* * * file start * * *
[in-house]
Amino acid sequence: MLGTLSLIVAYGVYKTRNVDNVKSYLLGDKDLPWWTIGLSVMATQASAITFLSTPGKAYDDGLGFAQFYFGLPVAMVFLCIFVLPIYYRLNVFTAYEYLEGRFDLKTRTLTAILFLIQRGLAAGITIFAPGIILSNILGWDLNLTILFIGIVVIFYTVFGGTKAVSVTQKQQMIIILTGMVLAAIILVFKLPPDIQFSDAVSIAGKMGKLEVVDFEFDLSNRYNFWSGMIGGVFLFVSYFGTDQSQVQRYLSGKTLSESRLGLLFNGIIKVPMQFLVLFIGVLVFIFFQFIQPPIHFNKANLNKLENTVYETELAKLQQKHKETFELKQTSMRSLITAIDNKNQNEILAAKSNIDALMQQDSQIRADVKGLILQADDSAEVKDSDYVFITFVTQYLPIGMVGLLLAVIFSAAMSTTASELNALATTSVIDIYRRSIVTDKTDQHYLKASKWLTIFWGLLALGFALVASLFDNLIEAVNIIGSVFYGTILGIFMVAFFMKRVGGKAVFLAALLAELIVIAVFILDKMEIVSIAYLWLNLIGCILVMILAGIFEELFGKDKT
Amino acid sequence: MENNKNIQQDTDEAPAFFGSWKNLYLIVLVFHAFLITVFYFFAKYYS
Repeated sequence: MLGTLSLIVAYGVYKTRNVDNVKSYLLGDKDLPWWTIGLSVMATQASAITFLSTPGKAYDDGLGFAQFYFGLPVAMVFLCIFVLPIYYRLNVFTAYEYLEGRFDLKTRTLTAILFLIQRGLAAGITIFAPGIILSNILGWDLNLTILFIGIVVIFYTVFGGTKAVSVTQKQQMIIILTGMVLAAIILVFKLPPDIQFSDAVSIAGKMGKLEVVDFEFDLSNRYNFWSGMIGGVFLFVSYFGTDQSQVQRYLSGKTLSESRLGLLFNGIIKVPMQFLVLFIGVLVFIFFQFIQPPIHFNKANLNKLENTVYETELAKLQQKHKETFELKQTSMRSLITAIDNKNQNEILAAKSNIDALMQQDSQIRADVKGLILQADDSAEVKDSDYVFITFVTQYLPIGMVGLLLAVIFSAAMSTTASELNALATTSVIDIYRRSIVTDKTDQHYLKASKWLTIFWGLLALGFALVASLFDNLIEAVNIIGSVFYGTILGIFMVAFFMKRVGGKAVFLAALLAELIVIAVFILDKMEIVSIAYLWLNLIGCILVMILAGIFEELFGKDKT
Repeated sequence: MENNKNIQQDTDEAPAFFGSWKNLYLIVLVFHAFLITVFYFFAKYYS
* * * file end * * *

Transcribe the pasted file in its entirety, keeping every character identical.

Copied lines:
[in-house]
Amino acid sequence: MLGTLSLIVAYGVYKTRNVDNVKSYLLGDKDLPWWTIGLSVMATQASAITFLSTPGKAYDDGLGFAQFYFGLPVAMVFLCIFVLPIYYRLNVFTAYEYLEGRFDLKTRTLTAILFLIQRGLAAGITIFAPGIILSNILGWDLNLTILFIGIVVIFYTVFGGTKAVSVTQKQQMIIILTGMVLAAIILVFKLPPDIQFSDAVSIAGKMGKLEVVDFEFDLSNRYNFWSGMIGGVFLFVSYFGTDQSQVQRYLSGKTLSESRLGLLFNGIIKVPMQFLVLFIGVLVFIFFQFIQPPIHFNKANLNKLENTVYETELAKLQQKHKETFELKQTSMRSLITAIDNKNQNEILAAKSNIDALMQQDSQIRADVKGLILQADDSAEVKDSDYVFITFVTQYLPIGMVGLLLAVIFSAAMSTTASELNALATTSVIDIYRRSIVTDKTDQHYLKASKWLTIFWGLLALGFALVASLFDNLIEAVNIIGSVFYGTILGIFMVAFFMKRVGGKAVFLAALLAELIVIAVFILDKMEIVSIAYLWLNLIGCILVMILAGIFEELFGKDKT
Amino acid sequence: MENNKNIQQDTDEAPAFFGSWKNLYLIVLVFHAFLITVFYFFAKYYS
Repeated sequence: MLGTLSLIVAYGVYKTRNVDNVKSYLLGDKDLPWWTIGLSVMATQASAITFLSTPGKAYDDGLGFAQFYFGLPVAMVFLCIFVLPIYYRLNVFTAYEYLEGRFDLKTRTLTAILFLIQRGLAAGITIFAPGIILSNILGWDLNLTILFIGIVVIFYTVFGGTKAVSVTQKQQMIIILTGMVLAAIILVFKLPPDIQFSDAVSIAGKMGKLEVVDFEFDLSNRYNFWSGMIGGVFLFVSYFGTDQSQVQRYLSGKTLSESRLGLLFNGIIKVPMQFLVLFIGVLVFIFFQFIQPPIHFNKANLNKLENTVYETELAKLQQKHKETFELKQTSMRSLITAIDNKNQNEILAAKSNIDALMQQDSQIRADVKGLILQADDSAEVKDSDYVFITFVTQYLPIGMVGLLLAVIFSAAMSTTASELNALATTSVIDIYRRSIVTDKTDQHYLKASKWLTIFWGLLALGFALVASLFDNLIEAVNIIGSVFYGTILGIFMVAFFMKRVGGKAVFLAALLAELIVIAVFILDKMEIVSIAYLWLNLIGCILVMILAGIFEELFGKDKT
Repeated sequence: MENNKNIQQDTDEAPAFFGSWKNLYLIVLVFHAFLITVFYFFAKYYS